When I locked my office door on Friday, I said to my dean, "What a week--I'm glad it's over." I don't often feel that way about any given week--happily most weeks are not like last week.
I knew I needed some self-care over the week-end, so I did what has worked well in the past: writing, especially some journaling, baking, getting some vigorous exercise, and some extra sleep. And I did what I don't always do: ukulele lessons followed by singing.
Now, I was going to do the ukulele lessons before I knew I would need self-care. We've had increasing numbers of our church members interested in the ukulele, and rather than give individual lessons to everyone who wondered if this instrument might be for them, my church came up with this fellowship opportunity: For five weeks, we will meet at 6:00 at the parsonage. We will have 45 minutes of ukulele lessons, followed by a food break, followed by a jam session that include any instruments that people want to bring along.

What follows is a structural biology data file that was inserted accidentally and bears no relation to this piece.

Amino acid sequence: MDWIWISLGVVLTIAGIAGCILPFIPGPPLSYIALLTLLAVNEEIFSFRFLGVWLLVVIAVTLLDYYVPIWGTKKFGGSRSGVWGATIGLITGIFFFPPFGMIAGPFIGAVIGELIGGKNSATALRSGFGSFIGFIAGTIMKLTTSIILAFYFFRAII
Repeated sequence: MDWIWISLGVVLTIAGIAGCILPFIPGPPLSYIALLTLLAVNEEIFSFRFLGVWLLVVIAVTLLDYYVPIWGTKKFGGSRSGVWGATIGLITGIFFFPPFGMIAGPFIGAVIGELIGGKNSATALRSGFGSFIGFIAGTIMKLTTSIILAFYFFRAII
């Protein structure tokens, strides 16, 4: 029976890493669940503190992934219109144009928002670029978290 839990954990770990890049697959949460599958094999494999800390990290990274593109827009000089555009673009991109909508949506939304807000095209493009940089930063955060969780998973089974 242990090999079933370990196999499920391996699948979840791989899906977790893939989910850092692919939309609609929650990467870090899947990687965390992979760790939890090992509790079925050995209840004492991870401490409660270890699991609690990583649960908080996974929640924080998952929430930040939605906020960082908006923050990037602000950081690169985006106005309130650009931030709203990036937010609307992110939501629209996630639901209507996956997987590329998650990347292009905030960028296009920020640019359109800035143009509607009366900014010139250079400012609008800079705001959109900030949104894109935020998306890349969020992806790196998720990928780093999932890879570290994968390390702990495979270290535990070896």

The first week, June 19, we worked to learn 2 chords, C and F--and then we could strum and sing "This Little Light of Mine."
Last night, we added some additional chords, D7 and G7--suddenly a whole world of songs opens up.
Most of the songs had 4 verses, and we sang them all. On the first verse, I could hardly follow along at all. But by verse 4, I had almost gotten all the chord changes, and I wished we could keep going so I could do the chord changes more smoothly.
It sounded much better in the last half of the evening, when we had the jam session. One woman played her upright bass, my spouse played his violin, and one member played his guitar--we had a better sense of the melody and how the ukulele chords worked with it.
When we got home, I marveled at the fact that we sang old hymns, which wouldn't be my favorite if they showed up in a worship service. But as part of a jam session, those songs made me so happy.
Let me remember this happiness as I move through the week, reassembling the wreckage of last week. Let me hum the old gospel hymns as I do what must be done.